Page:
Batman swam toward them, pulled a batarang from his belt, and used it to cut Barbara’s ropes. “Stay with me.” He said. “Grab onto my belt.”
The fins in the water were circling them, getting closer with each passing second. The force of the docks sliding into the water was pulling them away from the shore. Batman wasn’t trying to swim to the shore. He was treading water.
“Do you have a plan before we get eaten by sharks?” Reacher gasped, sucking in a mouthful of water.
Moments later the Batplane was hovering above them. Batman pulled a grappling gun from his belt and shot it towards one of the wings. When the rope was secure, he handed it to Reacher.
“Get her to safety.” He said.
Before Reacher could speak, he pressed another button on his belt and the plane flew upward. Barbara grabbed onto Reacher and the two were pulled out of the water by the plane, which dropped them onto the shore moments later. Batman was ready to bring the plane back, when one of the sharks bit into his arm. The teeth broke through the suit and into his skin. He screamed in pain.
Reacher yelled from the shore. “Lower the plane!”
Batman punched the shark in the back of the head several times and it released him. When it did, he press the button and the plane lowered. Reacher jumped into the plane and into the pilot’s seat.
“Does this thing have any onboard weapons?” Reacher asked.
“Missiles and guns.” Batman said, fighting off another shark near him.
Reacher flew the plane out to where Batman was. He aimed the plane’s guns at the fins in the water and fired a few rounds. He could see the water turn red where the bullets hit. Another shark had bitten through Batman’s suit, this time in the left leg. Reacher fired again and the shark went belly up.
He looked around but saw no other fins. He opened the hatch to the plane and climbed out onto the edge. He stretched out his hand.
“Grab it!” He yelled.
Batman swam towards the hand, and held his own hand in the air. Still too far away. Reacher slid back into the cockpit and lowered the plane a bit more. Then he climbed back out onto the wing and held out his hand again. This time, Batman’s hand wrapped around his, and he hauled him up onto the plane. The two slid back into the cockpit, shut the hatch, and flew back to the shore.
The Joker and the Riddler were there. The Joker was standing behind Barbara, holding a gun to her head.
“Don’t even think about it, Batsy.” The Joker yelled. “Get out of the plane and we’ll talk.”
Before Batman could reply, Reacher fired the gun from the plane and it hit the Joker right in the shoulder, spinning him around and knocking him back. Another shot hit the Riddler in the leg and knocked him down.
“I’m tired of talking.” Reacher said.
Moments later, the plane was on the ground and Reacher went to Barabara to check on her. He could hear sirens in the distance. The cops were coming.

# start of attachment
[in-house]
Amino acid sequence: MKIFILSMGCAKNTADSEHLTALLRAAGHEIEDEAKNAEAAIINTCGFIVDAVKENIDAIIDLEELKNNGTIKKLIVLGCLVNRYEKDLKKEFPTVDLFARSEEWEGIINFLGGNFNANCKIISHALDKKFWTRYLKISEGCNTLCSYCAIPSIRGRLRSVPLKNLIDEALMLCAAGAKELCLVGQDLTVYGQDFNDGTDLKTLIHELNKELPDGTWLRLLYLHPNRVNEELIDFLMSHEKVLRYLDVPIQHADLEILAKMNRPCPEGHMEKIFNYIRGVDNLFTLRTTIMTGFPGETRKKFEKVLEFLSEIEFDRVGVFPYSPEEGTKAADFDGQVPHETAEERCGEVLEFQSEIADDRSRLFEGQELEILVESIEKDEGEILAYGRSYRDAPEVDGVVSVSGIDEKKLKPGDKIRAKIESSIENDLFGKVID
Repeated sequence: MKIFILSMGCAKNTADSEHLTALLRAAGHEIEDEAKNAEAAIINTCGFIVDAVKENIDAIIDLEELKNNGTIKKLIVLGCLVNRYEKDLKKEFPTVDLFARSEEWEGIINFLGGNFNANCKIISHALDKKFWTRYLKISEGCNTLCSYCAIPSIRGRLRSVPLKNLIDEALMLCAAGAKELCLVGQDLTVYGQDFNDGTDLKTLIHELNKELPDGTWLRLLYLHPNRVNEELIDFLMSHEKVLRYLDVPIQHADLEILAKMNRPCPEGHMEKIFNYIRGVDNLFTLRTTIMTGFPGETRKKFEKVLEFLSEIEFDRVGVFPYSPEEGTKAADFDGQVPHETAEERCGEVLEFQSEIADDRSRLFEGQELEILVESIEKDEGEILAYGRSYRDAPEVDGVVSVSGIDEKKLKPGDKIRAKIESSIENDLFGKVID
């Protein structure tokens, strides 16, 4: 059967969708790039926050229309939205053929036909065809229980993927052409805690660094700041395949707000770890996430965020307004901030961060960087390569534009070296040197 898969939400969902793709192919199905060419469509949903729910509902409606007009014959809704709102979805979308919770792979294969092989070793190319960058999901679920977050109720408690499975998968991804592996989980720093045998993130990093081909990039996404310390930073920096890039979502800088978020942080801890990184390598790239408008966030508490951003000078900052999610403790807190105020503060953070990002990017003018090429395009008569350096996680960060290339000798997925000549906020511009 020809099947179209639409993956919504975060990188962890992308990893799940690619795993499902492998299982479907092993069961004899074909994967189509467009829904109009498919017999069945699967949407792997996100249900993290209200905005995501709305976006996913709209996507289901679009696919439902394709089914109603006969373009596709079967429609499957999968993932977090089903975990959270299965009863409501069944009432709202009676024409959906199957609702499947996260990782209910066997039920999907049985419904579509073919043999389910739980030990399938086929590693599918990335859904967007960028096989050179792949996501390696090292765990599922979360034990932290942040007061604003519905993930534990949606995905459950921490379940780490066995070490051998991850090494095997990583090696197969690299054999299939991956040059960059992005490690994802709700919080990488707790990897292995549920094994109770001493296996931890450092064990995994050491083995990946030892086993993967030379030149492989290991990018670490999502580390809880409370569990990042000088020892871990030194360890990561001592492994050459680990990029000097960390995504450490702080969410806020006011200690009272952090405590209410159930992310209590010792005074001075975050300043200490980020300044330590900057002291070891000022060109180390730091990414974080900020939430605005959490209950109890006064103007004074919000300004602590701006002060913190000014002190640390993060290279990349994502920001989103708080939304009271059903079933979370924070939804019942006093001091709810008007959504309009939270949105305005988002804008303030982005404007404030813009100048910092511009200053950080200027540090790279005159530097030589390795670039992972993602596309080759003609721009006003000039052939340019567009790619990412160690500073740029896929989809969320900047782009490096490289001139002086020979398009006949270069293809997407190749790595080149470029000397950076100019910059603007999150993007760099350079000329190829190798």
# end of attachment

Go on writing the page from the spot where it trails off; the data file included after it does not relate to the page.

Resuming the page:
“We have to go.” Batman said weakly. “They will arrest both of us on sight.”
“Are you going to be okay?” Reacher asked Barbara.
Barbara nodded. “Yes. I’ll take care of this. You guys go. Thanks for your help.”
A half hour later they were back at the Batcave. The computer was playing the news, and the newscasters were talking about the newest attack by the Joker. Reacher helped Bruce dress his wounds.
“Do you plan on staying in Gotham for long?” Bruce asked.
Reacher shook his head. “I’m out first thing in the morning.”
“You can sleep here tonight.” Bruce said. “And tomorrow you can have Alfred take you anywhere you want.”
“Thanks.” Reacher said.
It was several hours before Reacher could get to sleep. He set the alarm in his head for 7 AM and closed his eyes. He dreamed of clowns and sharks and bats. It was the weirdest dream he had ever had. In the morning he awoke to a huge breakfast made by Alfred.
“Damn.” Reacher said when Alfred brought him a tray. “I could get used to this.”
Alfred smiled and walked away.
An hour later Alfred dropped Reacher at the edge of town.
“Are you sure I can’t take you somewhere else, sir?” Alfred said. “You don’t have to hitchhike. That’s incredibly dangerous.”
“No, thanks, Alfred.” Reacher said. “This is what I do.”
“Seems like a lonely existence.” Alfred said. “You and Master Bruce have that in common.”
Reacher smiled. “That we do.”
“You’re welcome at Wayne Manor anytime.” Alfred said and held out his hand.
Reacher shook his hand. “Thanks. I’ll keep that in mind.”
Alfred got back into the limo and drove away. Reacher looked at the sign next to him. “Gotham City: Home of the Batman.” A signed that lured him into one of the strangest cities he’d ever been to. He took a deep breath and looked at the sky. Something streaked across the sky.
“Must’ve been a bird.” Reacher said. “Or a plane.”
Then he shrugged and put the sign to his back and started walking. A half mile down the road he was standing at an entrance ramp to the interstate. He put one foot on the road and one on the shoulder, and when he heard a car, he stuck his thumb out.